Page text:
In a July 24th, 2013 memo, the PCS superintendent wrote, "Teachers can... view the disciplinary records for students on their rosters or those in which they have created a record." In other words, teachers can see all disciplinary referrals on all their students. (Sometimes, as school officials well know, ineffective teachers can be the source of unnecessary disciplinary referrals. Administrators have said as much to certain parents and to BOE members.) In my opinion as a long-term high school teacher, teachers, for the most part, do not need to know how their students are behaving in other teachers' classes. 

5. According to school officials, PCS is not keeping an official record of FERPA violations -why not? Boards of Education should require this.

6. According to the TIME magazine reporter (and something we all know to be true), "...people are prone to misuse of information when driven by greed or curiosity or a will to power."
    A.  Given our inherent nature as humans to be curious, how will school officials effectively convey to employees that looking at confidential student information out of curiosity is a violation of federal law?

    B. Regarding "greed and power," think of Pearson Publishers and inBloom, Inc. Schools are collecting and NYSED is sharing extraordinary amounts of confidential student information. Pearson is a company that is making huge sums of money by having contracts with NYS (and other states) to create the 3-8 ELA and math tests. In addition, they create instructional materials for teachers to use to prepare students for these required tests. inBloom is another company that is receiving private student information and storing it in a cloud (security not guaranteed) without parental approval and all for a for-profit business. The amount of education dollars being funneled from schools to these companies demands serious discussion. As teachers lose their jobs in droves, some companies are making enormous profits. Are these companies really making education better? Are they (school districts and the SED) putting confidential student information at risk?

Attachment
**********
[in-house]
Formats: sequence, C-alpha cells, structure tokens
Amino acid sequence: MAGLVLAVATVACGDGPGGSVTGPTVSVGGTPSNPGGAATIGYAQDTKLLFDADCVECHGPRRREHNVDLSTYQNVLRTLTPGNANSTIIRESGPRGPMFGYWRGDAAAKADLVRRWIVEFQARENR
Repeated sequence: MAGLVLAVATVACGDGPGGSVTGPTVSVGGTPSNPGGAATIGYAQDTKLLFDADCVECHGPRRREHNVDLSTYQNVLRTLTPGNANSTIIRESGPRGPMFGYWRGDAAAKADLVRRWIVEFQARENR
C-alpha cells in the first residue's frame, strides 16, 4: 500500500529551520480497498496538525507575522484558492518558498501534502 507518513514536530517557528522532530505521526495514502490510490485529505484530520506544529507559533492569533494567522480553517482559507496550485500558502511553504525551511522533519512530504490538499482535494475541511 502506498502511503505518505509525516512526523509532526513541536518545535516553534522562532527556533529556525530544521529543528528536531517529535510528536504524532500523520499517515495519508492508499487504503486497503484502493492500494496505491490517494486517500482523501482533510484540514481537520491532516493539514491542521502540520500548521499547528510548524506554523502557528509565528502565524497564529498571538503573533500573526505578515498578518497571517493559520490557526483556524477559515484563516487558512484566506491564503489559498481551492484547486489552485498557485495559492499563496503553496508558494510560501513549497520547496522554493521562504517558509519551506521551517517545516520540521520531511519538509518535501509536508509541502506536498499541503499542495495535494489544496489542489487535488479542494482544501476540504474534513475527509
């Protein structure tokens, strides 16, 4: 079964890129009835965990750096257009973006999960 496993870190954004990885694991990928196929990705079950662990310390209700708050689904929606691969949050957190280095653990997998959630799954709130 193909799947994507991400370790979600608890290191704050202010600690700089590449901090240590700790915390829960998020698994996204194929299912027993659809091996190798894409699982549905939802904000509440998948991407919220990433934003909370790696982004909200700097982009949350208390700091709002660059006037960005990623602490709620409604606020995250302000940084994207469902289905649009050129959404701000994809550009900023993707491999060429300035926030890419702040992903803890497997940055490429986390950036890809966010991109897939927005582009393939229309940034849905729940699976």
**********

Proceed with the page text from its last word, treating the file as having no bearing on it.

7. What are the consequences for employees for FERPA violations? Unless administration takes a serious stand on these, FERPA will be a law with no teeth. 

8. The superintendent noted that "all building secretaries have access to grades, discipline, attendance, custody, orders of protection, etc." - a very significant amount of confidential student information. What specific and ongoing training is provided for these employees?

9. How much confidential student information, above and beyond what employees need to fulfill their job responsibilities, is now available to employees? Is there any way to alter the scope so employees get only the student information they need to fulfill their job responsibilities?

10. What can the superintendent do to make the protection of confidential student information a high priority?

When I was BOE president, I had lengthy discussions with Pat Brady regarding my concerns about student privacy. My position was that too much confidential student information was being made available to employees  who did not need it and this put student privacy at risk. Mr. Brady did not concur.

To paraphrase the Time magazine writer, elements of student privacy are certainly being traded for all sorts of supposed benefits and Bob Freeman, a decades-long NYS DOS Director of Open Government, has stated that there is "rampant ignorance" among school employees about the student privacy protection law known as FERPA. Bottom line...student privacy is at risk even if school officials do not want to discuss it or address it.

The six previous postings on Student Privacy can be accessed at:
1. Student Privacy at Risk
2. Student Privacy - Why Parents Should Care
3. Modern Technology as a Risk to Student Privacy
4. Teachers and Student Privacy
5. Confidential Student Information Revealed
6. FERPA: What Does Legitimate Educational Interest Mean?

Friday, August 9, 2013

State Testing Results at PCS and elsewhere

The NYS testing results are out. ELA (English Language Arts) and math test results for grades 3-8 have been released and, as many predicted, the results are not good.

These NYS mandated tests are heavily weighed in teacher evaluations and are supposed to differentiate effective teachers from ineffective teachers. In addition, obviously, the tests are touted to be good indicators of student achievement and learning. The debate about whether or not this is true is a topic for another posting. In the meantime, take a look at how Potsdam Central did. The link below will enable you to compare school districts across the state.

ELA for Potsdam Central (grades 3-8)
3rd................35% (percentage meeting new NYS standards)

Math for Potsdam Central (grades 3-8)

In comparing PCS to Canton Central, there is a notable difference in grade 6 ELA. At PCS, it's 26.2% and at CCS it's 45.9%. PCS's grade 3 math is 19% and CCS is 38.8%.

It will be interesting to see what school officials have to say about the significance of the results. Parents can access more information at: